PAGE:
How I Got Here

A Response and Some Advice to a Newbie

By Dana Sear
Published: Jan 09, 2014 01:53 AM GMT / 
Updated: May 08, 2014 02:14 AM GMT

I'm an active member on a professional site. We gather there to discuss solutions and ideas. We look for continuing education and inspiration. A while back, a newbie to the industry was needing a hug. Being new to anything can be painful but growth that doesn't challenge you isn't really growth. Many of us responded with our own stories. The entire discussion turned into an amazing, tear jerking celebration of hope, inspiration and support. In our industry, we tend to dilute what we do into 3 short words; I do hair. Once we get into it, we discover there's so much more to what we do. It's personal, beautiful, difficult, scary, creative, artistic, abstract. It's PERSONAL. This particular stylist was struggling and reached out to a few of us who had helped her with questions and salon dilemmas. Most of us had no idea we had made enough of an impression on her to ask us how we started and if her struggles were unusual. We realized that people are always watching and listening. Here's my response:

I did not go to a school that prepared me well. Like many, I finished school and was ready to set the world on fire. I found out how ill prepared I was with my very first client and my very first and only panic attack. I did the consultation, excused myself with a promise to be right back so we could get started, tugged on the shirt of a co-worker and went into the dispensary and had a melt down.

The minute I realized that I didn't know squat, I latched onto every single stylist that would let me. If I didn't have a client in my chair, I was all up in their space. I would beg to mix their colors, observe their consultations, watch them as they performed their services. I was right there when they checked their chemical services so I could get an idea of what the hair was supposed to look like at different stages. I saved hair and practiced on swatches and would write my questions down so I wouldn't forget to ask. Fortunately, my first salon had several veteran designers who were more than happy to help me and allowed me to assist them.

Once I had a pretty good handle on the basics, at least enough to where I didn't have to breathe into a paper bag, I began experimenting on my own. I read every style magazine, every trade magazine and went to every class offered in my area. I still, do, by the way. It didn't matter what brand the class was. Even though classes tend to be product driven, I always got explanations of how things worked and why they worked which helped me to build on my foundational knowledge.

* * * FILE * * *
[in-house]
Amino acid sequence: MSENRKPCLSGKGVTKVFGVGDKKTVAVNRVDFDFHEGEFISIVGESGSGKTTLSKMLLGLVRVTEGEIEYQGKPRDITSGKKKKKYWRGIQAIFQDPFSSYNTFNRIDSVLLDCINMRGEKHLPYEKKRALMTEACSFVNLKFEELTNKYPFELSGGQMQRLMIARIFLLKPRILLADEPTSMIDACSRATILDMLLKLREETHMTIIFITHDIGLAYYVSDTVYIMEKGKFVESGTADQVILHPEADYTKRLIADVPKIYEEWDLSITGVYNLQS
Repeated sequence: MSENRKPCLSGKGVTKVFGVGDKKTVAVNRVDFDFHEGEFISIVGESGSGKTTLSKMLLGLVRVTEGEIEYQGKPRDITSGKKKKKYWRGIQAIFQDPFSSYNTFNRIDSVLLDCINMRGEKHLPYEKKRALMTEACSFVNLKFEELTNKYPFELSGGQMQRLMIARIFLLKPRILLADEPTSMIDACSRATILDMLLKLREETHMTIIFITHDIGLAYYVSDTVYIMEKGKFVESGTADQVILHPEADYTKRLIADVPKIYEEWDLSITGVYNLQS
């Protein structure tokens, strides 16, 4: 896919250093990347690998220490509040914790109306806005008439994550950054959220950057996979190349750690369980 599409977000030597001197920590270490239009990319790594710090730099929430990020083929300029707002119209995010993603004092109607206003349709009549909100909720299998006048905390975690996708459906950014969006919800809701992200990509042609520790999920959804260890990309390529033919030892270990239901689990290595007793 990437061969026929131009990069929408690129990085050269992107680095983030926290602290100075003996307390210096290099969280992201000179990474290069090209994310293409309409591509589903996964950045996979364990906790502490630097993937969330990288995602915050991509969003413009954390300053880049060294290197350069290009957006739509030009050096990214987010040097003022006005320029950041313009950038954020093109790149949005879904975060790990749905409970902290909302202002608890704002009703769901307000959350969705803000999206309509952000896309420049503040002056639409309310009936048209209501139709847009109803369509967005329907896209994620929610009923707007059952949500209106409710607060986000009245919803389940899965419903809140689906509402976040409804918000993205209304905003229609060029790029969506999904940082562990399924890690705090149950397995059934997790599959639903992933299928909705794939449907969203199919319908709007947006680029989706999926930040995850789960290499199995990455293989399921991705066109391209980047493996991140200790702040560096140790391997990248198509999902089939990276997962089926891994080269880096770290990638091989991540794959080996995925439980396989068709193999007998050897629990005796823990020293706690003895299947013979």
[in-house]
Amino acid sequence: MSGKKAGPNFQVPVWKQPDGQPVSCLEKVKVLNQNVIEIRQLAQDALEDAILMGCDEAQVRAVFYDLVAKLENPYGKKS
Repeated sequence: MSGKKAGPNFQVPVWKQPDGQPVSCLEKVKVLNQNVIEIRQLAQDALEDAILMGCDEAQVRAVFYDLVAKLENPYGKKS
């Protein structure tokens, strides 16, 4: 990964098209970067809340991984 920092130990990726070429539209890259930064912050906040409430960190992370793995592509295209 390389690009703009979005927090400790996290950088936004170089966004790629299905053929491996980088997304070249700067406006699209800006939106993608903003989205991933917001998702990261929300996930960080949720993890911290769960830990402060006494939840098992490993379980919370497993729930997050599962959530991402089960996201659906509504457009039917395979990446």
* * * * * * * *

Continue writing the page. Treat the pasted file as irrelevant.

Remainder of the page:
I read every Q & A I could find and especially Beth Minardi. Beth, to this day, just speaks my language. She has been a pivotal point in my career from the beginning. I checked out style books from the library, I did hair for free, whatever I had to do.

Here's the thing; work was my sanctuary. It was the one place in my life, particularly my early career, where I found acceptance, growth, and purpose. Without boring you with the dreary details of my personal history, in the beginning, I couldn't wait to get to work because it was my safe place. I could FEEL the potential.

Redken, literally, saved my life. The people connected to Redken in my early career didn't care where I came from, where I went to school, what was going on in my personal life. Every class I went to, I sat in front, feverishly taking notes, drawing diagrams, tearing up when I couldn't get something. About one year into my career, I went to a Redken cut and color class. It was waaaay over my head. I never thought I would, but I have forgotten the name of the trainer. I kept moving closer because I just wasn't getting the angles on the cut. The trainer, and everyone else in the class for that matter, was very patient with me. During the lunch break, that trainer came and sat with me. I was sitting in the room, agonizing over whether or not I needed to just give up. The trainer sat down and asked what I was thinking at that moment. I said, "McDonald's is hiring". She laughed, and I started to cry. She said there was no way she was going to lose me to a clown and we spent our lunch break one on one and she talked me though the hair cut.

Now, daily, I spend time on here, and at several other web sites including and watching anything I can find from Sam Villa, Beth Minardi, and I visit education on demand regularly. My motivation, to this day, is in part a reluctance to disappoint the very first person who ever believed in me.

Now, I work behind the chair full time and teach advanced cut and color and business/motivational classes. And by the way, I spent the weekend at an awards banquet for being a top stylist in the high end salon chain I work for and was honored recently as trainer of the year. So my advice to you is, seek out those who know more than you, be observant, learn from bad examples as well as the good, and remember that the truth is the truth regardless of where it's coming from. Live gratefully. Study or practice something every day, and share what you learn with others. You can't own your information until you see it, do it and share it.

And thank you for reminding me that who I am, the things I do, and how I choose to live my life affects many more than I know. You, A--, are a gem. And you're already great. Thank you.

more from Dana Sear


©2021 eLuminary LLC. All rights reserved.